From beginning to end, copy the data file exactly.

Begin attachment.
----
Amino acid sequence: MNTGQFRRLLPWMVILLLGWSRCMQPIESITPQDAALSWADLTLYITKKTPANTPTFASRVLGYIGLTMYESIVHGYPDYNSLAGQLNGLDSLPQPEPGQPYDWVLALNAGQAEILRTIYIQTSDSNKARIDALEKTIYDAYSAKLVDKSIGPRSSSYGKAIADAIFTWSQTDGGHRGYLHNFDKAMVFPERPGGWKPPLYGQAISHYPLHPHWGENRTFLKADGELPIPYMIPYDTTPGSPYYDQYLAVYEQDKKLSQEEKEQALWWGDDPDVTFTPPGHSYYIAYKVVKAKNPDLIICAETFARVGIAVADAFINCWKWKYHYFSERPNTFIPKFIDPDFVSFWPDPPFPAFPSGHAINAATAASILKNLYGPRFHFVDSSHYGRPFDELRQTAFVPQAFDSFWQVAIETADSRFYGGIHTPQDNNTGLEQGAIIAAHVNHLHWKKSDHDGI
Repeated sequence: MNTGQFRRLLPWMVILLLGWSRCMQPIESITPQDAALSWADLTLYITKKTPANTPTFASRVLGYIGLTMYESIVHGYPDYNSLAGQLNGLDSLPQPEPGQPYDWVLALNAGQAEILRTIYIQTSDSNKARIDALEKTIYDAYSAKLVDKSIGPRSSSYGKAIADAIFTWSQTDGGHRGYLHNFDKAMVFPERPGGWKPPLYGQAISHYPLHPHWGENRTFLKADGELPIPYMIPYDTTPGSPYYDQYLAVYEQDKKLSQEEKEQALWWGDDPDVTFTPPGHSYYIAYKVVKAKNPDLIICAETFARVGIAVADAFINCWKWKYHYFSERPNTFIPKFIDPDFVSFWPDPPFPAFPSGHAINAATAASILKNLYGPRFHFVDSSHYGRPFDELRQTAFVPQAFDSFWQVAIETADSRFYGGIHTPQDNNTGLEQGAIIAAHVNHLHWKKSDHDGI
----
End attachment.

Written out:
Amino acid sequence: MNTGQFRRLLPWMVILLLGWSRCMQPIESITPQDAALSWADLTLYITKKTPANTPTFASRVLGYIGLTMYESIVHGYPDYNSLAGQLNGLDSLPQPEPGQPYDWVLALNAGQAEILRTIYIQTSDSNKARIDALEKTIYDAYSAKLVDKSIGPRSSSYGKAIADAIFTWSQTDGGHRGYLHNFDKAMVFPERPGGWKPPLYGQAISHYPLHPHWGENRTFLKADGELPIPYMIPYDTTPGSPYYDQYLAVYEQDKKLSQEEKEQALWWGDDPDVTFTPPGHSYYIAYKVVKAKNPDLIICAETFARVGIAVADAFINCWKWKYHYFSERPNTFIPKFIDPDFVSFWPDPPFPAFPSGHAINAATAASILKNLYGPRFHFVDSSHYGRPFDELRQTAFVPQAFDSFWQVAIETADSRFYGGIHTPQDNNTGLEQGAIIAAHVNHLHWKKSDHDGI
Repeated sequence: MNTGQFRRLLPWMVILLLGWSRCMQPIESITPQDAALSWADLTLYITKKTPANTPTFASRVLGYIGLTMYESIVHGYPDYNSLAGQLNGLDSLPQPEPGQPYDWVLALNAGQAEILRTIYIQTSDSNKARIDALEKTIYDAYSAKLVDKSIGPRSSSYGKAIADAIFTWSQTDGGHRGYLHNFDKAMVFPERPGGWKPPLYGQAISHYPLHPHWGENRTFLKADGELPIPYMIPYDTTPGSPYYDQYLAVYEQDKKLSQEEKEQALWWGDDPDVTFTPPGHSYYIAYKVVKAKNPDLIICAETFARVGIAVADAFINCWKWKYHYFSERPNTFIPKFIDPDFVSFWPDPPFPAFPSGHAINAATAASILKNLYGPRFHFVDSSHYGRPFDELRQTAFVPQAFDSFWQVAIETADSRFYGGIHTPQDNNTGLEQGAIIAAHVNHLHWKKSDHDGI